On The Jesus Myth Issue

A few weeks ago, PZ Myers released a video on Jesus mythicism, explaining why he doesn’t subscribe to it. Among other things, Myers pointed to prominent players in the community, and how they often tend to be ethically dubious, often right wing troll mongers.

And despite the inklings of logical fallacy in his positioning, I couldn’t help agreeing with him about that particular impression. Even if some mythicists make an adequate case for the problems of assuming Jesus historicity, I’ve been frequently struck over the years by other blatant illogical, grotesque, and even morally bankrupt, political positions of prominent mythicists.

To be honest, it’s one of the reasons why I took a step back from attempting to be a featured player in the community. I’m just not interested in being mentioned in the same breath as some people in the mythicist community (that is not to say that I think that about all mythicists…quite the contrary).

During this same time, I’ve noticed that a lot of people who are either involved in the mythicist community, or are community adjacent, have taken vocal positions in favor of historicity.

I don’t have a grand conclusion to this dilemma, because although I appreciate the problem of parsimony, economy, and value with regards to scrubbing a person out of history, I personally land somewhere in between mythicism and historicity, where I presume

  1. Jesus Christ of the Gospels probably didn’t live at the time purported
  2. The Jesus Christ of the Gospels appears to be a composite of a variety of figures
  3. The writers of the Gospels therefore had no discernible link between them and the original Jesus Christ, aside from reverence
  4. I’m suspicious of the notion that the Apostle Paul lived and wrote between the 30s and 50s CE
  5. I’m suspicious that Paul lived and wrote leveraging the canonical name assigned to him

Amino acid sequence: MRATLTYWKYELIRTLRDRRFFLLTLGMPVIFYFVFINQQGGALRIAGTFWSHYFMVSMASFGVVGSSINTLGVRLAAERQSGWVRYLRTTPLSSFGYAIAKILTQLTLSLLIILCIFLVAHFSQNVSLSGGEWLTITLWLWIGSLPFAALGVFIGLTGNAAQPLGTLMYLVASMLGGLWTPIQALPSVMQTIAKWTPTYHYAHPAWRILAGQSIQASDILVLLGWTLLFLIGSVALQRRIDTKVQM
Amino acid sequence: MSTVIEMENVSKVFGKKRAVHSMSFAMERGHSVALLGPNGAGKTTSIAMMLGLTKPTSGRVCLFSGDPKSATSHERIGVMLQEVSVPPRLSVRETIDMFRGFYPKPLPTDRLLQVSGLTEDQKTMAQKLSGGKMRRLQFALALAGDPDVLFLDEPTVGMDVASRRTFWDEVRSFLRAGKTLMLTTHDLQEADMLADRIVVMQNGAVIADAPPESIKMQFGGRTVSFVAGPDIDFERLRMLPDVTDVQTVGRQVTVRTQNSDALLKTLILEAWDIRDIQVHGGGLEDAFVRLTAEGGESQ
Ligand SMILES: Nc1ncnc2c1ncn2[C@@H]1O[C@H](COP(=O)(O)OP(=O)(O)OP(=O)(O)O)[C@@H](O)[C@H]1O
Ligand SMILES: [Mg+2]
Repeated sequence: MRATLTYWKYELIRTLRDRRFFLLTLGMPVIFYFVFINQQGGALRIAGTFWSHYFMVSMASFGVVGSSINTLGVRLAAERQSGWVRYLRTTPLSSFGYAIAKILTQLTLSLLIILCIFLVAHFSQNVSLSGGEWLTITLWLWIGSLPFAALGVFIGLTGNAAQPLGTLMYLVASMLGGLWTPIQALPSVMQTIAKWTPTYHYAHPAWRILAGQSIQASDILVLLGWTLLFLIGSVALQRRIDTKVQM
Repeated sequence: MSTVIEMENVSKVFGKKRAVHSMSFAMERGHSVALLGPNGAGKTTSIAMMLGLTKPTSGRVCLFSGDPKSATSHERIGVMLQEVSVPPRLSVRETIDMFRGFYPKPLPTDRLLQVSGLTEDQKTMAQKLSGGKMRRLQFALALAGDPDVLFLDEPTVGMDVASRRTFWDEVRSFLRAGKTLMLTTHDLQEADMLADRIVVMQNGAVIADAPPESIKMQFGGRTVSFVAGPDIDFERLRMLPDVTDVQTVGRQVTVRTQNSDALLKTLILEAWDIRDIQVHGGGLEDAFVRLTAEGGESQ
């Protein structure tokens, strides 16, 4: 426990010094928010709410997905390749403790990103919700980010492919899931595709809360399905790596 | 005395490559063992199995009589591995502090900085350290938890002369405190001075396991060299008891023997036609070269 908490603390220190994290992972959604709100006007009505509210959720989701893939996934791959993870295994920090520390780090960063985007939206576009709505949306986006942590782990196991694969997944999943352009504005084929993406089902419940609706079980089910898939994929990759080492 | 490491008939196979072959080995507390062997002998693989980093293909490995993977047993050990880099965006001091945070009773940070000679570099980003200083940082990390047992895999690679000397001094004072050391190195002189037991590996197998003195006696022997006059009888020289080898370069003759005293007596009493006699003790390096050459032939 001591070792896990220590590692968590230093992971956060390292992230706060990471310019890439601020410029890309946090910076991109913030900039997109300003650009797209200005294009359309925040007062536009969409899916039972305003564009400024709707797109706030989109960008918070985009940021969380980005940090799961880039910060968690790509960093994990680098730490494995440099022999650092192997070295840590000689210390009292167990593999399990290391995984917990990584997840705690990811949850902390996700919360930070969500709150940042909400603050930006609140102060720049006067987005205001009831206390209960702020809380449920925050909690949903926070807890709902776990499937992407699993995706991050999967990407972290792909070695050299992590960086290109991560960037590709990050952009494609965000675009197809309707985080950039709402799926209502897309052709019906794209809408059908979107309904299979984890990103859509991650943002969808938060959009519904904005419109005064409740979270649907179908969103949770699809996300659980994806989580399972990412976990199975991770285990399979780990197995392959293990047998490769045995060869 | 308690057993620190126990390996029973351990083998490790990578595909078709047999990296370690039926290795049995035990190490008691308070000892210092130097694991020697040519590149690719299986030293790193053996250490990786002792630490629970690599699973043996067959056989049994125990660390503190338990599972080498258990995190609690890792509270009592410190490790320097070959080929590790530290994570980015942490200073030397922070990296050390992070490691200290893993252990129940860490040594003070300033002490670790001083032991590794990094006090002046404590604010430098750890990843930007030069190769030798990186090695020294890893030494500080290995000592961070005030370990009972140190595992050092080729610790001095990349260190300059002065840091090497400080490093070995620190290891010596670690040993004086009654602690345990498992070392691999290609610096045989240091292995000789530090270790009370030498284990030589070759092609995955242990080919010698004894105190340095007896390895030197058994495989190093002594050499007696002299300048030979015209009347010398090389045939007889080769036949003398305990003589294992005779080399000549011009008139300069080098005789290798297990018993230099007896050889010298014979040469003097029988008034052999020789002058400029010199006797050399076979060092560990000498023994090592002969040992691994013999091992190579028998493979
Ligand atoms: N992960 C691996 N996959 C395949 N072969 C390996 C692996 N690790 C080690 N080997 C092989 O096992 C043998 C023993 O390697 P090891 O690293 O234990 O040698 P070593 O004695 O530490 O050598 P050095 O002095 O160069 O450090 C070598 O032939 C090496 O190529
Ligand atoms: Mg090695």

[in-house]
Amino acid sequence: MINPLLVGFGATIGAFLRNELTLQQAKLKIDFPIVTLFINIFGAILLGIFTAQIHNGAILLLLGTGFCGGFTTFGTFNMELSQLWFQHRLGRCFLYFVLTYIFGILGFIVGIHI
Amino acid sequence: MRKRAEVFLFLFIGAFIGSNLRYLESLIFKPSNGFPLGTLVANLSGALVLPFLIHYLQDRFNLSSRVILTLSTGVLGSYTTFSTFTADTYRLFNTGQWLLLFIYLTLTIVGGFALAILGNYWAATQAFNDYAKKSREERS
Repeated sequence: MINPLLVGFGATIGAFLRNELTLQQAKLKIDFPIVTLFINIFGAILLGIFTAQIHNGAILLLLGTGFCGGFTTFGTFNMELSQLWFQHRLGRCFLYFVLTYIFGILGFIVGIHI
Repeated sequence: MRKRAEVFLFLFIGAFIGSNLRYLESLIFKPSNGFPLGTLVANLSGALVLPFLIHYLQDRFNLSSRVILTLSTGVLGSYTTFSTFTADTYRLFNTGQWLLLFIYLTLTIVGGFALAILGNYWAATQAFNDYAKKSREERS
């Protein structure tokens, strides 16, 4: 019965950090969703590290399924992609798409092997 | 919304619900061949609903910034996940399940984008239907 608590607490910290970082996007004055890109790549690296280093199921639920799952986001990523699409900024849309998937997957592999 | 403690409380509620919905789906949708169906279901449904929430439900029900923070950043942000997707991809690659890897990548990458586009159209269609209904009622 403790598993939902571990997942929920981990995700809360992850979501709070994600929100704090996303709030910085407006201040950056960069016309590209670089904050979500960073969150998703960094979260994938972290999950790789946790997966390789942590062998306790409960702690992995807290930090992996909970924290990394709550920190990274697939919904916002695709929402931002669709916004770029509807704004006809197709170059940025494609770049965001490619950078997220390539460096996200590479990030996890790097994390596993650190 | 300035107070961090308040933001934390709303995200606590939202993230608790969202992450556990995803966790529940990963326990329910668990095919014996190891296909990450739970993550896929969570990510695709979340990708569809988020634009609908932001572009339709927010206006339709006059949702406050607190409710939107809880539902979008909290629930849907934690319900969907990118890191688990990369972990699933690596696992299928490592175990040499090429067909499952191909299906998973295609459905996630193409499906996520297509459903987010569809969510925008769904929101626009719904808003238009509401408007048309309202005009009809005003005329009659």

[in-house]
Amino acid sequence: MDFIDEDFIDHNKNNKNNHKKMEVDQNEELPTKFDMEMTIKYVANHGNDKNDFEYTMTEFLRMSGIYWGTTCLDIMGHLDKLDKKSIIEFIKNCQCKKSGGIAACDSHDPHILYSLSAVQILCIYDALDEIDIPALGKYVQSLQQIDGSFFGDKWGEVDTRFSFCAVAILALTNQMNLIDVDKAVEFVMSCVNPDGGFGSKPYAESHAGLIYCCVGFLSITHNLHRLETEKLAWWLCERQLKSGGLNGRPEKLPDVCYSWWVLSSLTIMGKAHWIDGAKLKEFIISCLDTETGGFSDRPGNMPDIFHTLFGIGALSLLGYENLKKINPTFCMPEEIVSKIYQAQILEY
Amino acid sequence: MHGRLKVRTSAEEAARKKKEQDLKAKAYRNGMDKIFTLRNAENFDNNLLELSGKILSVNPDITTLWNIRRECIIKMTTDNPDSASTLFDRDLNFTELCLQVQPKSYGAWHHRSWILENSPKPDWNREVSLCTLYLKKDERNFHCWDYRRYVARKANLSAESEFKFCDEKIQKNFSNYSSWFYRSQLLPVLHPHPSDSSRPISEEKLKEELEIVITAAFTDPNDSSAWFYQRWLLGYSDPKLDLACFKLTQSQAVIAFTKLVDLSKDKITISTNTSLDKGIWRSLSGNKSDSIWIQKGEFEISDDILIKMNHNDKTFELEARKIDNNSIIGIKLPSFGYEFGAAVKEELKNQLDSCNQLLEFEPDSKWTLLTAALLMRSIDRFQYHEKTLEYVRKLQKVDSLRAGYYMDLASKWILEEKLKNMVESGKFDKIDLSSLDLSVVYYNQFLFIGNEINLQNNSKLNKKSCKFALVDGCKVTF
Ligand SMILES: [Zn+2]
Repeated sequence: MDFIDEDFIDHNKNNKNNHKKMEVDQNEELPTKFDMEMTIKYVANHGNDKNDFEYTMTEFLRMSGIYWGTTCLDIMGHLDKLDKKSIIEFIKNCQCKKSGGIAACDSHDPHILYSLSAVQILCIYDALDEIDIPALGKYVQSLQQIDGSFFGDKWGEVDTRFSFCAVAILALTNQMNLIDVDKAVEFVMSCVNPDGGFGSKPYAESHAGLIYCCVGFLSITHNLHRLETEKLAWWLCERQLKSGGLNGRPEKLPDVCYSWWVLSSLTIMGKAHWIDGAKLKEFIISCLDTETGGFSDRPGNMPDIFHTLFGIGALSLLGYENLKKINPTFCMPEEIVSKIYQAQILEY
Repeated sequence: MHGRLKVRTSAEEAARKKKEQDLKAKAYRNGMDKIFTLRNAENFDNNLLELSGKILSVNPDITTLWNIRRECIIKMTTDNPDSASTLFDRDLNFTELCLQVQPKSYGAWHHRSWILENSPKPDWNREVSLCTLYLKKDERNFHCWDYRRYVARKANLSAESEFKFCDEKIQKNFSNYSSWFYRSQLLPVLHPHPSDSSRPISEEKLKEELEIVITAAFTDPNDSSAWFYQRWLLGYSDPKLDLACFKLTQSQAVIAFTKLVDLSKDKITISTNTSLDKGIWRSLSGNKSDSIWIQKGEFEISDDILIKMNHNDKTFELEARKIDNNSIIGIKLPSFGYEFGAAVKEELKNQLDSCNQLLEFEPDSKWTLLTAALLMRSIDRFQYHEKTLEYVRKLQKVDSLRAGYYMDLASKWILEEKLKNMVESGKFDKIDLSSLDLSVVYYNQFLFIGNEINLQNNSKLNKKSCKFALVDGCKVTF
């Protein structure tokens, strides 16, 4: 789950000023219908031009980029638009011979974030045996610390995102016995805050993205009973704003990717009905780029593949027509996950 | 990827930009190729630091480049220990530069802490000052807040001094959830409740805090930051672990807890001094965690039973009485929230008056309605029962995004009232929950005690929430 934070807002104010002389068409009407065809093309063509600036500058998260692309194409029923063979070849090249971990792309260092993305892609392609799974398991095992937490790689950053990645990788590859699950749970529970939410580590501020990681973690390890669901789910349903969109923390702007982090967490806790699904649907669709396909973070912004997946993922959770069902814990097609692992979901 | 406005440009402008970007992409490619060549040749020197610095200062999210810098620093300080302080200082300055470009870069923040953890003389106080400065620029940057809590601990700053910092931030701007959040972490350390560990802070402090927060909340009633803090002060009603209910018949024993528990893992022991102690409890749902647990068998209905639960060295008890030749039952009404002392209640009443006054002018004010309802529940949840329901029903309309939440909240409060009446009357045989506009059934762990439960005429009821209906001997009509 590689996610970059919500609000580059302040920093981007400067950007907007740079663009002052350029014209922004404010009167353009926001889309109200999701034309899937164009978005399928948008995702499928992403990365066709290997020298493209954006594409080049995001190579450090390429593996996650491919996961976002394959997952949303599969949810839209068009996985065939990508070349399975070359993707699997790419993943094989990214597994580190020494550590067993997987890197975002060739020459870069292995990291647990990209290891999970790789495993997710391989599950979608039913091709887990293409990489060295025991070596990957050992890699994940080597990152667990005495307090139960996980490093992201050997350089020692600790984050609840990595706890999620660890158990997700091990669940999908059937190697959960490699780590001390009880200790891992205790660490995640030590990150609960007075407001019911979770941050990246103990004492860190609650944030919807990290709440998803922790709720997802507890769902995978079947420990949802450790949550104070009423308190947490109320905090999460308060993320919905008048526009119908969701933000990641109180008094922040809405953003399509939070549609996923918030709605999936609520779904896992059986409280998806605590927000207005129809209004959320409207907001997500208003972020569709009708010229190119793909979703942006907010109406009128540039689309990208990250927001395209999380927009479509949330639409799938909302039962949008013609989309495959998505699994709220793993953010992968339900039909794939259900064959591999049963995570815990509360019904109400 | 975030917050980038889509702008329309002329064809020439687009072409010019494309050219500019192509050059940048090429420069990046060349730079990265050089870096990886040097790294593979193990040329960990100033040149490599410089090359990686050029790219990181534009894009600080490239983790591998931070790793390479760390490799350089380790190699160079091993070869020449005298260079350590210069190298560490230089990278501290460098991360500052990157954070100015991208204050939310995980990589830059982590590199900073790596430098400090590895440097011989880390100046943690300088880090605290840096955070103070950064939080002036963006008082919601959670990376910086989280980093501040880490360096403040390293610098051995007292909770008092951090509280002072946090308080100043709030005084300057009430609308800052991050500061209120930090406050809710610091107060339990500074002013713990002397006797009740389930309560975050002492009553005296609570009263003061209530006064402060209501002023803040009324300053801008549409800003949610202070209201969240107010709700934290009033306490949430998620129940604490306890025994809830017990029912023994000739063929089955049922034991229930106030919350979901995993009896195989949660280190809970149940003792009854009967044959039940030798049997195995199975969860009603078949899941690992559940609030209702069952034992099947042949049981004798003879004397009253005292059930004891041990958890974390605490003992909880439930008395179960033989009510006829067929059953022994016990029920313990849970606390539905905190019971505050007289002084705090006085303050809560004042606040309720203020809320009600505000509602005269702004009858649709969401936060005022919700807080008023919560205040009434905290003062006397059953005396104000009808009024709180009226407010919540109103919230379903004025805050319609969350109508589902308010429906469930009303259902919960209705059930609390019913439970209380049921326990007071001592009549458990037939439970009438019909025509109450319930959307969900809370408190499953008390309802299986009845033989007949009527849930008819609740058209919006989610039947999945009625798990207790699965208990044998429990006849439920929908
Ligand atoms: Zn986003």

6. I’m not convinced that the handful of Pauline passages which seem to make some sort of reference to Jesus’s humanity should actually be interpreted as a legitimate reference to actual earthly humanity

I’m not sure how or if the reader has parsed this issue. If you have thoughts to share, let me know.


Author: Tim...Stepping Out

Tim Stepping Out

14 thoughts on “On The Jesus Myth Issue”

  1. Hi Tim
    Good to read you again
    I’m clueless about mythicism
    But glad to learn
    Lots of ideas …
    But want share that it seems to me
    That this entire enterprise is headed into a box canyon, headed for a dead end
    Making me wonder what the purpose is …
    I sense that this is a lot about not being able to shake literalism and a lot of effort is expended fighting a toothless dragon.
    There’s an entirely different way to approach the gospels
    And to summarize
    Early gospel communities wrote (as we do) to make sense of and cope with atrocities that afflict us.
    They found hope in a guy who stood up to tyrants and accepted the consequences.
    To learn more about how the gospels are not about history but about living “spiritually”
    check out
    By Dr. Shaia
    Peace and blessings to you in the Struggle (Jihad)
    Rev Rob


  2. What do you make of the accusation that mythicism is a conspiracy theory? It does seem like a lazy argument.
    How does believing the evidence that supports Jesus as a historical figure is very weak, compare to having the belief that NASA and IPCC are inventing climate data to create a global warming hoax?

    I certainly say the latter is a conspiracy theory, but is imagining 2nd century Christians invented history on the same level?

    The whole idea that mythicism is a cesspool of dodgy egotists is troubling. It certainly takes a certain amount of ego to go out on a limb against a consensus, but the sins of the ego bring the scholar into disrepute. Certainly, mythicism can never be a respected avenue of inquiry if its proponents cannot stay respectable themselves.

    I would point out that Bishop Spong got the balance correct, and set a great example of how religion and scientific inquiry can co-exist. He also seemed to be a man of great integrity, and an example of how skeptical scholarship can promote healthy religion. Perhaps he was not a mythicist, but much of his work leans that way.